Regina is a representative for District D for the RE-1 School District, and was born and raised in southwestern Colorado. She is a member of the Ute Mountain Ute Tribe of Towaoc. She has spent 10 years in the information technology field, working for Chief Dull Knife College and the Southern Ute Indian and Ute Mountain Ute Indian Tribes. In October of 2013, she was elected to serve as a member of the Ute Mountain Ute Tribal leadership. At an early age, Lopez-Whiteskunk began to advocate for land, air, water, and animals, and strongly believes that the inner core of healing comes from the knowledge of our land and elders. She is a former co-chair for the Bears Ears Intertribal Coalition and education director for the Ute Indian Museum in Montrose. She is currently is seeking a Master’s of Environmental Management with Western Colorado University and serving on the Telluride Institute Board and advisory board for Great Old Broads. Lopez-Whiteskunk has traveled extensively throughout the country sharing the Ute culture through song, dance, presentations, and is honored to continue to protect, preserve and serve through education, creating a better understanding of our resources culture and beliefs— a great foundation for a better tomorrow.



Betsy is a historian and conservationist. She received a doctorate in Environmental History from Montana State University in 2017, her dissertation focusing on Mormon settlement and public land conflicts. She has studied various religious traditions over the years, with particular attention to how cultures view landscape and wildlife. The rural American west, pastoral communities of northern Mongolia, and the grasslands of East Africa have been her main areas of interest. After college in Colorado, caretaking for a bed and breakfast in Mosier, Oregon, and serving breakfasts at a café in Kanab, Utah, Betsy has settled in Bozeman, Montana, where she now lives with her husband, writer David Quammen, two huge dogs, an overweight cat, and a pretty big python named Boots.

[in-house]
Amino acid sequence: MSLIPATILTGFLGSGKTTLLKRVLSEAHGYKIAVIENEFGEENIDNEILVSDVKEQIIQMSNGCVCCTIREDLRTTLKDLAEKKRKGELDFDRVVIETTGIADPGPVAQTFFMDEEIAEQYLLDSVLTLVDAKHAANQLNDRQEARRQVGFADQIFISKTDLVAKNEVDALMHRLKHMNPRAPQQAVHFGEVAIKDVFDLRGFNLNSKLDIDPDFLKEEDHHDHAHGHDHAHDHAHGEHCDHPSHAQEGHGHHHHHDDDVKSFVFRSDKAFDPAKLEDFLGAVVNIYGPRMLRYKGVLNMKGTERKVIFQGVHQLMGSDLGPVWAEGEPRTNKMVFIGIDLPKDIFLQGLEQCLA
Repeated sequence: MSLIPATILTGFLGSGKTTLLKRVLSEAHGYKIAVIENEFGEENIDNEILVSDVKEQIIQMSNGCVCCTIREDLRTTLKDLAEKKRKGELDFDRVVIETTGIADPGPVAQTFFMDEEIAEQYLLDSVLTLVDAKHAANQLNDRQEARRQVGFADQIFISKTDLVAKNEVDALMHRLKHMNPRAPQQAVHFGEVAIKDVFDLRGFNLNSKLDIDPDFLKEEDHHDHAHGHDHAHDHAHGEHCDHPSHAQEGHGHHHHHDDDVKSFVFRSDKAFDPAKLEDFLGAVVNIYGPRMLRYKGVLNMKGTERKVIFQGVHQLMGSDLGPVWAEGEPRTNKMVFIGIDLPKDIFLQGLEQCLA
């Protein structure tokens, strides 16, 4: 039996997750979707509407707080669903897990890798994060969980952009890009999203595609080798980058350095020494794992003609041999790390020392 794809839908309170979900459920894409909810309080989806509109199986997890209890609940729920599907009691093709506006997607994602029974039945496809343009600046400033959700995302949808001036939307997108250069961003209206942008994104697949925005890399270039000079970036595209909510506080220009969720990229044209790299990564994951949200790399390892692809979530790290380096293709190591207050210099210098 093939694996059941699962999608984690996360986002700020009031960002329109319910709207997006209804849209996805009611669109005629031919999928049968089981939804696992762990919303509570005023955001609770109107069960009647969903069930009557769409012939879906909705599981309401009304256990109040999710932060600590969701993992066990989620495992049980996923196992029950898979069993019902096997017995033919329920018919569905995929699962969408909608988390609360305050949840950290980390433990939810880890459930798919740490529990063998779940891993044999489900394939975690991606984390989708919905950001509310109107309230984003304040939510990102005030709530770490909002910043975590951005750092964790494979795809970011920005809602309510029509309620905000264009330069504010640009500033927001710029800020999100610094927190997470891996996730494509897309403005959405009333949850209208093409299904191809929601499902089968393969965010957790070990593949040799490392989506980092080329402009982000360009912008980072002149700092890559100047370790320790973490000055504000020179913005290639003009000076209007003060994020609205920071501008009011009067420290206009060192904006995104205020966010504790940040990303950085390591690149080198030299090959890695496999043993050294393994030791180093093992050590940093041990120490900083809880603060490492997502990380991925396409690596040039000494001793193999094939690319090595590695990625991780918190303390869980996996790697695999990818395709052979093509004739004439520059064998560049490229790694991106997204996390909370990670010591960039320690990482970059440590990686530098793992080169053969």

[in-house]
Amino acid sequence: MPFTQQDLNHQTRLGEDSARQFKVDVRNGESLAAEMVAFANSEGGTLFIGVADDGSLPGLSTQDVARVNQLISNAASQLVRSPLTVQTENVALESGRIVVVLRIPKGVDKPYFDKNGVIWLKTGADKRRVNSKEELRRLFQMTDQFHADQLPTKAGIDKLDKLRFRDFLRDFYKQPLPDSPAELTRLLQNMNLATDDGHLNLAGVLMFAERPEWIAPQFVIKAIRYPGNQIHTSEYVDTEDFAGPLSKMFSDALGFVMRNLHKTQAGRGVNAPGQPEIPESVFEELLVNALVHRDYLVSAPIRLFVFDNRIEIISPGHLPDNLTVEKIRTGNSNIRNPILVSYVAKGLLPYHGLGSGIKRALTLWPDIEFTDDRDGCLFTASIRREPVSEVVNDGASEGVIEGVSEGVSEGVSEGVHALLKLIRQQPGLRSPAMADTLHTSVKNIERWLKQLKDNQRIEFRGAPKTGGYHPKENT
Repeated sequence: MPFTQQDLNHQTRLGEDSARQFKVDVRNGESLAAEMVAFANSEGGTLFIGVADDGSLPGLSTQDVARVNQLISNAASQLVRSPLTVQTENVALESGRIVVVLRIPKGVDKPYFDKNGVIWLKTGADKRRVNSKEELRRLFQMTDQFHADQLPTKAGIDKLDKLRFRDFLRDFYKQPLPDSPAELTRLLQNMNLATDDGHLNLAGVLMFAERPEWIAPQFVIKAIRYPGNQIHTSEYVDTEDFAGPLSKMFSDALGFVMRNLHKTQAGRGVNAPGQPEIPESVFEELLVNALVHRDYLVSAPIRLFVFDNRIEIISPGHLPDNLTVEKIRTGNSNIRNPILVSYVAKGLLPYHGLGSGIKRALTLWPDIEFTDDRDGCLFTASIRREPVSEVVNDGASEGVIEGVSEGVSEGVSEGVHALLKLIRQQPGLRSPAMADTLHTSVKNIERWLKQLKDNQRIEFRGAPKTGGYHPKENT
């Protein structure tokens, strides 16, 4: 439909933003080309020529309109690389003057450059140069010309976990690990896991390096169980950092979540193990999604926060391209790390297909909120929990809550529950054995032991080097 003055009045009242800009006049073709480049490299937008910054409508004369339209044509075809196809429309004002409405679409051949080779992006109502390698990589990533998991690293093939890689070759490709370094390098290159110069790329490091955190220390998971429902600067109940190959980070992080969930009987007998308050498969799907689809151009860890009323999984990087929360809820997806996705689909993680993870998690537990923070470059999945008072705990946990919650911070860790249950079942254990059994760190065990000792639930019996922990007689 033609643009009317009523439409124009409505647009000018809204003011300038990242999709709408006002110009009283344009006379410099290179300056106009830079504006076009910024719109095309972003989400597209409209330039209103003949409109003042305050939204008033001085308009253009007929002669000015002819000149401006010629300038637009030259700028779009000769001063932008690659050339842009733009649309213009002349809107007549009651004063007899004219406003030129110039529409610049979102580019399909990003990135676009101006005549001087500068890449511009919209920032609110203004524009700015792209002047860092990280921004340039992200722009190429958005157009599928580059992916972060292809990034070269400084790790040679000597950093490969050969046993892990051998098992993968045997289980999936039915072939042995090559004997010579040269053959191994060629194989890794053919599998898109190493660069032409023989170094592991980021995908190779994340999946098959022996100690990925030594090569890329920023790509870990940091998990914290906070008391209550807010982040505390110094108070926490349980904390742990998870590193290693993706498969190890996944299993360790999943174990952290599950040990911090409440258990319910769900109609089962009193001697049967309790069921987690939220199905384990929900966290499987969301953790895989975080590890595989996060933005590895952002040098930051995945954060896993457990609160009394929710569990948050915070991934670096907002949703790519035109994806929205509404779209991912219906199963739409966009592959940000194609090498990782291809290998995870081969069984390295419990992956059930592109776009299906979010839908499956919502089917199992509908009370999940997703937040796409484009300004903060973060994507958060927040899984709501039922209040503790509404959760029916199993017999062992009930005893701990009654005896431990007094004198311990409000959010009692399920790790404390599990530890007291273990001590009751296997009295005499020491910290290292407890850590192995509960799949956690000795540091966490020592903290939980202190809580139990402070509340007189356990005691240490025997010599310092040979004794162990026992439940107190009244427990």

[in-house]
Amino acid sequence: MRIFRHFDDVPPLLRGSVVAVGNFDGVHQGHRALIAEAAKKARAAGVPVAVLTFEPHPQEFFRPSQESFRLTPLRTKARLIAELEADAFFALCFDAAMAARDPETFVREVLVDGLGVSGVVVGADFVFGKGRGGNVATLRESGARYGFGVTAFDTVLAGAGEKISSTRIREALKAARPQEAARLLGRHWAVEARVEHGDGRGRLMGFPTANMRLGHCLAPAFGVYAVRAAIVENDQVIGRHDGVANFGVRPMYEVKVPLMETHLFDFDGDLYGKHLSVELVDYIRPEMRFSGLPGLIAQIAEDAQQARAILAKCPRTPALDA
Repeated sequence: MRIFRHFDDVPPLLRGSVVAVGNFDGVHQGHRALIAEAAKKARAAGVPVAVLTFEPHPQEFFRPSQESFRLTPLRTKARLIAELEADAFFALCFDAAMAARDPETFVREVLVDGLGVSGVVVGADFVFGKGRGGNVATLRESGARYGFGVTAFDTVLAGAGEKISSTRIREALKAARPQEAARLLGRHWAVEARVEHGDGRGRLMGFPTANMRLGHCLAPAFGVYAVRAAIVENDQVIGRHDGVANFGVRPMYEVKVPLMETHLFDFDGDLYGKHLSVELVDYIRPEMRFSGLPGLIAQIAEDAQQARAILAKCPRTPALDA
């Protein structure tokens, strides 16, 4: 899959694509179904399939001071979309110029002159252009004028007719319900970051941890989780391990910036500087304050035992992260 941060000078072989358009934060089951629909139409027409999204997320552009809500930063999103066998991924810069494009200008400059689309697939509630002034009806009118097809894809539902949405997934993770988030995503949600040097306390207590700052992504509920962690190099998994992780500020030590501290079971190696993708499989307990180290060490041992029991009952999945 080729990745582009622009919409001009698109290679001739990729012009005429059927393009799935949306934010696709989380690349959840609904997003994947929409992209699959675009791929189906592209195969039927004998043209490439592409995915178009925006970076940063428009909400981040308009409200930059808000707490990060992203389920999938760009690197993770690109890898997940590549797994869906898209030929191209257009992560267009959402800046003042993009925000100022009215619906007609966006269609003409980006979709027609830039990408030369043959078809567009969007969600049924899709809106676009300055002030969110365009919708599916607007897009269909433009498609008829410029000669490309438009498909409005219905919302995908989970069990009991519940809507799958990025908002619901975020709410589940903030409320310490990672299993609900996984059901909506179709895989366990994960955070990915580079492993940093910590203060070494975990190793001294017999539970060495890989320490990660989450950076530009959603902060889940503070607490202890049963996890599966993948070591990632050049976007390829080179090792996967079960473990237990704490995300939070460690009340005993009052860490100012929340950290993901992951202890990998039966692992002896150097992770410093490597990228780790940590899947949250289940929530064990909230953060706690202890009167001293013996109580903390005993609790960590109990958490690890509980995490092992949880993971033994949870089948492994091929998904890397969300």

Charlie is a writer, a retired businessowner and everyday activist. His maternal great-grandmother homesteaded as a single mother near Parshall, CO, and his father’s side of the family worked ranches in the best and worst parts of Arizona. Living for 50 years in Minnesota has failed to squeeze out the sensibility formed growing up in Western Colorado, the setting of his novels, Monument Road and Inhabited. He is also a co-author of Planning to Stay, a guide to help residents improve their neighborhoods. He has served on a variety of nonprofit and professional boards, including The Playwrights’ Center, Minnesota Center for Book Arts, West Bank School of Music and AIGA Minnesota. He and his wife Susan Cushman split time between Minneapolis and Grand Junction, CO.

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Shelby is an award-winning author and director of the Center of Southwest Studies at Fort Lewis College in Durango, Colorado. She has more than forty years of combined experience in museums, anthropological, tribal museum, and cultural resource management, and university teaching. A graduate of University of Colorado, Boulder, Shelby holds a master's degree from the University of Washington and a doctorate from the University of Arizona. She is the former director of the Museum of Indian Arts and Culture/Laboratory of Anthropology in Santa Fe, New Mexico and the Millicent Rogers Museum in Taos. Shelby has published more than forty articles and book chapters relating to American Indian art and culture, repatriation, and women in the West. She is the author of Fine Indian Jewelry of the Southwest: The Millicent Rogers Museum Collection, Pablita Velarde: In Her Own Words, and editor of the forthcoming Federico: One Man's Journey from Tututepec to L.A.